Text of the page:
Basketball star turned entrepreneur turned STEM advocate: The journey of Niesha Butler
Since retiring from her playing days, Butler has turned to entrepreneurship and STEM advocacy, opening the first Afro-Latina-owned STEM center in NYC last year.
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When Niesha Butler was 11 years old, she took a computer science class that would have a profound impact on her.
She was the only female and person of color in the class, at a Brooklyn prep school where people of color were seldom.
Her teacher in that class was very influential.
“I remember him because he was just super cool and went out his way to make me feel welcome because he knew,” said Butler, referring to the fact that she was the only girl of color in the class.
“I just appreciated that to be honest,” she added.
Butler had been introduced to computers and gaming from an early age, thanks in large part to her father, who had similar interests.
Even then, when Butler had to travel two hours every day to and from school, she knew that someday she wanted to “create something that was close to the kids.”
Fast forward to July 2022, and Butler officially launched S.T.E.A.M. Champs, a new STEM education center in New York that aims to make STEM more accessible to children of color.
While the computer science class she took as a pre-teen would lay the foundation, each chapter of her life and career has led her to this moment as she seeks to open doors for youth in New York City to enter into the vast world of STEM.
A Basketball Star
While the world of STEM education always interested Butler, that was often put on the back burner to another huge interest — basketball.
Born in Brooklyn, New York, Butler spent 8 years of her childhood living in Aruba, where her mother is from. Butler is also of Puerto Rican descent.
“It’s completely different than New York,” she said about the dynamics of living in Aruba, compared to Brooklyn.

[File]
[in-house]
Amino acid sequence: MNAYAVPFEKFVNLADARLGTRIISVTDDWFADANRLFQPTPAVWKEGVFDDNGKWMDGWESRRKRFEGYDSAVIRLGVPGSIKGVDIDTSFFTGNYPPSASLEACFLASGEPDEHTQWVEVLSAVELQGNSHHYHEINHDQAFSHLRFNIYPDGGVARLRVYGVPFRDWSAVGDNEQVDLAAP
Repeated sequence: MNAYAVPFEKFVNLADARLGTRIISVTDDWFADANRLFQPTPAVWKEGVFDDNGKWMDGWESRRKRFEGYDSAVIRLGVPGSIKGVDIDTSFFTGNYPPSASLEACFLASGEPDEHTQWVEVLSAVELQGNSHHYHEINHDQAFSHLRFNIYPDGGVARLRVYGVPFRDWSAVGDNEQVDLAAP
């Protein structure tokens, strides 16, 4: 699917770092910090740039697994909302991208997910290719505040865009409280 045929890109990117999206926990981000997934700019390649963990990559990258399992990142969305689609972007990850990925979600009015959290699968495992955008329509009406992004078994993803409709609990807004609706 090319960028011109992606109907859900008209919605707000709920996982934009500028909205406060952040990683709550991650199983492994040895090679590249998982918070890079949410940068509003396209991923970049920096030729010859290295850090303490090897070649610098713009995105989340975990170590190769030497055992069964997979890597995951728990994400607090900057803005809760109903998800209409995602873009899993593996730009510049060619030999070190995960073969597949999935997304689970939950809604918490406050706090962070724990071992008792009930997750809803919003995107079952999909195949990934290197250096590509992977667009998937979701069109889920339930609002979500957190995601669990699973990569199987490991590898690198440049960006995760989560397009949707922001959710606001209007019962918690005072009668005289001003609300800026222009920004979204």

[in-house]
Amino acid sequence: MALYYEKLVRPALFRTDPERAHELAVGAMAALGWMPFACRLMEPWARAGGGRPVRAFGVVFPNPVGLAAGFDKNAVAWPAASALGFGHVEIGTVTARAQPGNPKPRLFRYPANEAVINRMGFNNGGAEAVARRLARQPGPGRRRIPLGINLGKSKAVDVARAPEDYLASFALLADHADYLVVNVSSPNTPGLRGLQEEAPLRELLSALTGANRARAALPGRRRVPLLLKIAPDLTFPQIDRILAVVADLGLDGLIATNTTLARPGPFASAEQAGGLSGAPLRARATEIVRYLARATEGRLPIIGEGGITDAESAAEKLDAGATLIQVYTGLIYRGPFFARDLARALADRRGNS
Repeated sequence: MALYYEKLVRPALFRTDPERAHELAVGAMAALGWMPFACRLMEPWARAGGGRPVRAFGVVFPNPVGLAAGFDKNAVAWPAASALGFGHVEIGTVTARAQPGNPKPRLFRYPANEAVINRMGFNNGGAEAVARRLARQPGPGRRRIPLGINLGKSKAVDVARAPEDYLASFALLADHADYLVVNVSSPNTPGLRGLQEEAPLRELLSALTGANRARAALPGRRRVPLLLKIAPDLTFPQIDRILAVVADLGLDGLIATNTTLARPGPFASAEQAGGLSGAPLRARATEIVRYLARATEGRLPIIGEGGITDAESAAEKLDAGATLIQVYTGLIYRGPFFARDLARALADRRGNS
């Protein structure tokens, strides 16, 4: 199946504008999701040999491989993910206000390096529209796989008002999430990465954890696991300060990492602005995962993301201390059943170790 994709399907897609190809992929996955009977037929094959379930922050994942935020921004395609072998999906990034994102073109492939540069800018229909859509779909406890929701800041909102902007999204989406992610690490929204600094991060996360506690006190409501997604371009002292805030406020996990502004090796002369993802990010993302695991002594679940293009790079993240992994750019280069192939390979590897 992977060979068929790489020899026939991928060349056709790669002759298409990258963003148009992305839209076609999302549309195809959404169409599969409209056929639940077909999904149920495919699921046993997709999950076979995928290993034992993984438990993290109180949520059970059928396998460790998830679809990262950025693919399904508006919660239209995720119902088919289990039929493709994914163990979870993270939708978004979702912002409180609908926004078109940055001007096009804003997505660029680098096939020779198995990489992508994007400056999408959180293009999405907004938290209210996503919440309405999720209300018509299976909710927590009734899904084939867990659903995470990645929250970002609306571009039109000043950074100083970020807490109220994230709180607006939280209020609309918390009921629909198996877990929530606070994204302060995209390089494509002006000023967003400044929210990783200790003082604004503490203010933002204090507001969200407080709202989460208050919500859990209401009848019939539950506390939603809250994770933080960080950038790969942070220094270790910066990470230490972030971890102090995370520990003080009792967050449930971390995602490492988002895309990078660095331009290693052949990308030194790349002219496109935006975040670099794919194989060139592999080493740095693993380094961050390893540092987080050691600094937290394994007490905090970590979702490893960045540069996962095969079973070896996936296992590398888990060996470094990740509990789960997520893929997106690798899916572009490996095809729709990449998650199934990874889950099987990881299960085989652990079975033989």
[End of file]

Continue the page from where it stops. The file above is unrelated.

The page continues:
She was 9 years old when she first picked up a basketball. She was introduced to and taught the game by her father, and it served as a bonding experience for them.
However, Butler noted that academics was always the number one priority in the household.
With academics at the top of her list during the school year, the summertime was when she honed her craft in basketball, eventually distinguishing herself as one of the top-ranked female basketball players in New York City, and the entire nation.
When it came time to select a college, Butler chose to attend Georgia Tech. She had earned a basketball scholarship there, and part of the curriculum required all students to take a year of computer science-oriented courses to graduate — effectively combining two of her biggest passions.
The experience of balancing academics and athletics proved challenging.
“I think people can’t get it twisted,” said Butler. “When you go [to college] and have a scholarship, you’re not a student-athlete, you’re an athlete student.”
In addition to the common responsibilities of a typical college student, athletes also often have to attend 6 a.m. practice sessions, and must also account for traveling to and from away games, sometimes multiple times a week, while also accounting for homework, studying, and attending classes.
While difficult and taxing on both the mind and body, Butler credited the experience of juggling both experiences for helping train her for adulthood.
Butler would play four years with the Georgia Tech Bulldogs before going on to play for the New York Liberty in the WNBA.
Opening doors with S.T.E.A.M. Champs
Since retiring from playing basketball, Butler has remained in the sport as a commentator and analyst.
However, she still maintained her interest in STEM.
Butler is a software engineer and often preaches the value of education, helping get youth more interested in tech.
On July 16, 2022, Butler officially opened S.T.E.A.M. Champs, in Brooklyn — it’s the first Black and Latina-owned STEM education center in New York.